What impact could the government’s new building regulations have on energy targets?

What impact could the government’s new building regulations have on energy targets?

Paul Hutchens, leading green energy advocate and CEO of solar installation specialists Eco2Solar, explores the implications of the government’s proposed updates to national building regulations.

In Autumn of 2019, the government announced they were in consultation on a long-awaited set of new building regulations. The consultation concludes later in February, and an announcement is expected in late Spring on new regulations which will likely come into force towards the end of 2020.

With no change in national building regulations or standards for the last decade – thanks to Brexit and previous governments de-prioritising sustainability – this update is welcome news indeed, and could represent significant positive changes in the future sustainability of our homes.

Part L of the consultation, which concerns energy consumption and renewables, includes two options.

Option 1 would enable the government to deliver a 20% improvement on the sustainability of new homes, which the government anticipates will be achieved through better use of ‘building fabric’ elements such as window glazing and insulation, making it the lower cost option.

Option 2 – which the government state is their preferred option – would deliver a 31% improvement, which they expect to be achieved largely through renewable energy sources like solar panels and ground source heat pumps, with a strong focus on bringing in more technologies to support delivery.

However, in practice, there will be multiple ways of achieving Option 1 and Option 2, which housing developers will consider; all these ways may involve building fabric improvements and renewable technologies such as solar.

Without these new regulations, the government would have little chance of meeting their Future Homes Standard target, which comes into play in 2025 and aims to create a 70-80% improvement in the sustainability of new homes, partly by eliminating gas boilers in all new properties.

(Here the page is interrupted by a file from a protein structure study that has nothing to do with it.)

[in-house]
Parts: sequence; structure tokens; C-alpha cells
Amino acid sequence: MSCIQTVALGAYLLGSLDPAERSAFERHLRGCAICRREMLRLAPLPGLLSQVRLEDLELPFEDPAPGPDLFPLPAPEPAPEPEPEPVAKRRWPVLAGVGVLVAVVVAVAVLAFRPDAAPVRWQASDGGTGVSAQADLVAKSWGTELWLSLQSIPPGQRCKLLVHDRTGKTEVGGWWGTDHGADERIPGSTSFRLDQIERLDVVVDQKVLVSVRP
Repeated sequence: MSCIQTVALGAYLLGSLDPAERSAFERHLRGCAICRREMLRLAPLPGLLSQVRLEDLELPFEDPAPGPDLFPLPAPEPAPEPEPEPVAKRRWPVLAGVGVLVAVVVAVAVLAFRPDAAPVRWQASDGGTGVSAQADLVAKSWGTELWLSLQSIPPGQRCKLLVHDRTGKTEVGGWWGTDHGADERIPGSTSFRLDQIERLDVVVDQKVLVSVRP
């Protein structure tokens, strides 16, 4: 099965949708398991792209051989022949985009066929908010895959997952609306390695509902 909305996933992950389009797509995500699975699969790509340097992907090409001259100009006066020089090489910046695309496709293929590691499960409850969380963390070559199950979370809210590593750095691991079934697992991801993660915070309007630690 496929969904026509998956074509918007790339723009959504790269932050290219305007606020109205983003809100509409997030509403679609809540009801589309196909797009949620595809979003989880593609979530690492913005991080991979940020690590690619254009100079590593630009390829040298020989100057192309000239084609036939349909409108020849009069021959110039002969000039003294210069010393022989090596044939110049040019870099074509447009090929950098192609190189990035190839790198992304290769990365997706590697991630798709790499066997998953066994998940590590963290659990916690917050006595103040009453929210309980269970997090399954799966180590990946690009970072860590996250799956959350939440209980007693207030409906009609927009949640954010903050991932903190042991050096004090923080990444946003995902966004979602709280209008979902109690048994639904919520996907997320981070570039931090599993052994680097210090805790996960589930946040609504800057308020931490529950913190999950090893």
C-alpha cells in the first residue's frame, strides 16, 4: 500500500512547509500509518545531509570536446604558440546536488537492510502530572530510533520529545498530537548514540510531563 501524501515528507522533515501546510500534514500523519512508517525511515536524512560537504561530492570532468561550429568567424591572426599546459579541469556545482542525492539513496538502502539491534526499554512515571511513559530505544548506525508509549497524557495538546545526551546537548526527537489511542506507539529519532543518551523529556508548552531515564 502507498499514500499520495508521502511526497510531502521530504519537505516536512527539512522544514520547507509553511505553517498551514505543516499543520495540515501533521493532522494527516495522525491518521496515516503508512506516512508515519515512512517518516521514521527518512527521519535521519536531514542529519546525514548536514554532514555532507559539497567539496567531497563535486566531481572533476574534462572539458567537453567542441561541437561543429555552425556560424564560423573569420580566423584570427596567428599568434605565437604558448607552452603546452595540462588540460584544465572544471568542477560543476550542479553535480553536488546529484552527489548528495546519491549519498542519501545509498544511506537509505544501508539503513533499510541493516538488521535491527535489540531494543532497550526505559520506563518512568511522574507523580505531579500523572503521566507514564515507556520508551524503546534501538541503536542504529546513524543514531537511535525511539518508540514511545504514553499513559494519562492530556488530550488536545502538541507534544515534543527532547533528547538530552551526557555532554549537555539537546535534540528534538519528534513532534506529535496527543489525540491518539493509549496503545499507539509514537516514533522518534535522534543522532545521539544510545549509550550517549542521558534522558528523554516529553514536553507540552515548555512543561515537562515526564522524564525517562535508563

In Scotland, the renewable energy model is well established and heavily proven; under Scottish building regulations, most new homes include certain fabric elements and solar PV as standard, and if Option 2 comes into place this year, housebuilders in England will follow suit.

Traditionally, once a homebuilder has started a site and ‘struck ground’, the whole development will be based on whatever building regulations are in place at the time, but that’s set to change too, with regulations being applied to each individual plot or house as it’s developed and a much shorter transition period.

Considerations around homeowner affordability will be an important part of these regulations. Whilst we’re moving towards greater use of electrical technologies like electric heating – which is expensive to run, even if it produces minimal carbon – the government don’t want housebuilders to install expensive electric heating purely to tick the ‘low carbon’ box.

These regulations will therefore include an affordability measure to ensure that any technologies installed in new homes will generate lower energy bills for the homeowner.

Homeowner education will be vital in the adoption and outcome of these regulations. With new technologies like heat pumps being more widely adopted, householders will need to know how to operate them most efficiently (e.g. running the temperature much lower) or risk sky-high bills.

Changes to the way energy is measured will also come into play. In recent years, the government have been so successful at decarbonising the grid that carbon now only accounts for a just an eighth of every unit of electricity.

Solar power and similar renewables, which are designed to reduce the amount of electricity we use, actually offset the reduced carbon figures, so switching our main measurement mechanism to Primary Energy – which accounts for every unit of energy we need to use and produce down the stream – gives a much more realistic measurement mechanism than basing it on CO2.

Beyond the Future Homes Standard, the government are working towards a 2030 Grand Challenge of halving energy usage in new homes, and the implementation of new building regulations will play a critical role in meeting these targets and – crucially – moving us towards a cleaner, greener future.

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